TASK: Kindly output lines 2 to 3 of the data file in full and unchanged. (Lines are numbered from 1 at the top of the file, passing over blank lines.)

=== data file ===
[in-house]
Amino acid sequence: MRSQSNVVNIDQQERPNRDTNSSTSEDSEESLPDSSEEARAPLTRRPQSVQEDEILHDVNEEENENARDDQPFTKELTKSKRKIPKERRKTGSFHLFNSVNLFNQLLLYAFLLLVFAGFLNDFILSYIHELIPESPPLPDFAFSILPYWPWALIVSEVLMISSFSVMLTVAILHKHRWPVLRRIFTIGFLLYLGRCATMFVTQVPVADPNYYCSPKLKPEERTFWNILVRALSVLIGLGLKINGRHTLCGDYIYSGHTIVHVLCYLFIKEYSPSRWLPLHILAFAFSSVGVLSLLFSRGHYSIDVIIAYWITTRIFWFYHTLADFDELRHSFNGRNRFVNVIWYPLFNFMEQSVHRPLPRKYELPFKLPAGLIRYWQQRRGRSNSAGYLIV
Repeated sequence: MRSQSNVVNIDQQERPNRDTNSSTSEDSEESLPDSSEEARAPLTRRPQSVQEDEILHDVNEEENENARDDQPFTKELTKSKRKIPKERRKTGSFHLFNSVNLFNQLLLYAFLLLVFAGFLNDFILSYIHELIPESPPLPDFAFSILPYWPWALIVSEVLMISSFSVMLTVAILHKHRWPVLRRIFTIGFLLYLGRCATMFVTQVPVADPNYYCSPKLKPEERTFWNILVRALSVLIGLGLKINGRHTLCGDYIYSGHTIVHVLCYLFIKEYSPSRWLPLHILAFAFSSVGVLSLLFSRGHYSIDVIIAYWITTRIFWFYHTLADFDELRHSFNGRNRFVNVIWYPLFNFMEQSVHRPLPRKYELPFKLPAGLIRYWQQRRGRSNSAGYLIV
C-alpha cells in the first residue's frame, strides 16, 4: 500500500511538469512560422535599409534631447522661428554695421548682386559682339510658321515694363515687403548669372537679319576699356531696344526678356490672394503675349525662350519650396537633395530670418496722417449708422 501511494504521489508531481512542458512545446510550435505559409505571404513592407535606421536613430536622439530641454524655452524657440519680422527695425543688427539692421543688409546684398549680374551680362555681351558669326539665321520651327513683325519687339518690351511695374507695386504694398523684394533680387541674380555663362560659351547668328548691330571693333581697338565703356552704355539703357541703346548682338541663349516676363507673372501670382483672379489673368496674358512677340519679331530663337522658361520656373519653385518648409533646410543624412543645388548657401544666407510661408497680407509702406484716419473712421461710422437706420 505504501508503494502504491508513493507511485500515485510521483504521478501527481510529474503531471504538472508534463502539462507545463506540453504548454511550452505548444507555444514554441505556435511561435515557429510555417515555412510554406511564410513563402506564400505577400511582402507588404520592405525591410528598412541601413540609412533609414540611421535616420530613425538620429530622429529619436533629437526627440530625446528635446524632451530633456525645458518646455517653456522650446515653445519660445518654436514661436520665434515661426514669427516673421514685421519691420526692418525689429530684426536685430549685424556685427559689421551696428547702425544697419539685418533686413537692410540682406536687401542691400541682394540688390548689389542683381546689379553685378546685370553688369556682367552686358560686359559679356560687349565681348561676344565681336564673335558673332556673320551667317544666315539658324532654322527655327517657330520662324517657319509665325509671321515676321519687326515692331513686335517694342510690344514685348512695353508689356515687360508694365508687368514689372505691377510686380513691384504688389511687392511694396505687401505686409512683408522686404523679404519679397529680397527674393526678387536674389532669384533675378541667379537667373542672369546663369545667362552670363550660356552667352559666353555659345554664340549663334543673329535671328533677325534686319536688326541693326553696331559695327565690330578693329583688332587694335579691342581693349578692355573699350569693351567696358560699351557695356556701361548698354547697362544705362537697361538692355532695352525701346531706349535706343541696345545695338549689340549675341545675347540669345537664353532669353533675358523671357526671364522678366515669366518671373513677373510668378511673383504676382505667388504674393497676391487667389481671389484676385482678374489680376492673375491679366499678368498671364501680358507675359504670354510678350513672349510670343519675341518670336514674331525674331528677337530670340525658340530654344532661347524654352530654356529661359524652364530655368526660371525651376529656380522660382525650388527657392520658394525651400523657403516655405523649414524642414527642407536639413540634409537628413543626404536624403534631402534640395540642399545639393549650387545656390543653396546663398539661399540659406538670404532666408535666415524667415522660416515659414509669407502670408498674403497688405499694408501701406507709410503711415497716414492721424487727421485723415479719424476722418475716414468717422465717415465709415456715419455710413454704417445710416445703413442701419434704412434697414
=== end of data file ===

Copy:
Amino acid sequence: MRSQSNVVNIDQQERPNRDTNSSTSEDSEESLPDSSEEARAPLTRRPQSVQEDEILHDVNEEENENARDDQPFTKELTKSKRKIPKERRKTGSFHLFNSVNLFNQLLLYAFLLLVFAGFLNDFILSYIHELIPESPPLPDFAFSILPYWPWALIVSEVLMISSFSVMLTVAILHKHRWPVLRRIFTIGFLLYLGRCATMFVTQVPVADPNYYCSPKLKPEERTFWNILVRALSVLIGLGLKINGRHTLCGDYIYSGHTIVHVLCYLFIKEYSPSRWLPLHILAFAFSSVGVLSLLFSRGHYSIDVIIAYWITTRIFWFYHTLADFDELRHSFNGRNRFVNVIWYPLFNFMEQSVHRPLPRKYELPFKLPAGLIRYWQQRRGRSNSAGYLIV
Repeated sequence: MRSQSNVVNIDQQERPNRDTNSSTSEDSEESLPDSSEEARAPLTRRPQSVQEDEILHDVNEEENENARDDQPFTKELTKSKRKIPKERRKTGSFHLFNSVNLFNQLLLYAFLLLVFAGFLNDFILSYIHELIPESPPLPDFAFSILPYWPWALIVSEVLMISSFSVMLTVAILHKHRWPVLRRIFTIGFLLYLGRCATMFVTQVPVADPNYYCSPKLKPEERTFWNILVRALSVLIGLGLKINGRHTLCGDYIYSGHTIVHVLCYLFIKEYSPSRWLPLHILAFAFSSVGVLSLLFSRGHYSIDVIIAYWITTRIFWFYHTLADFDELRHSFNGRNRFVNVIWYPLFNFMEQSVHRPLPRKYELPFKLPAGLIRYWQQRRGRSNSAGYLIV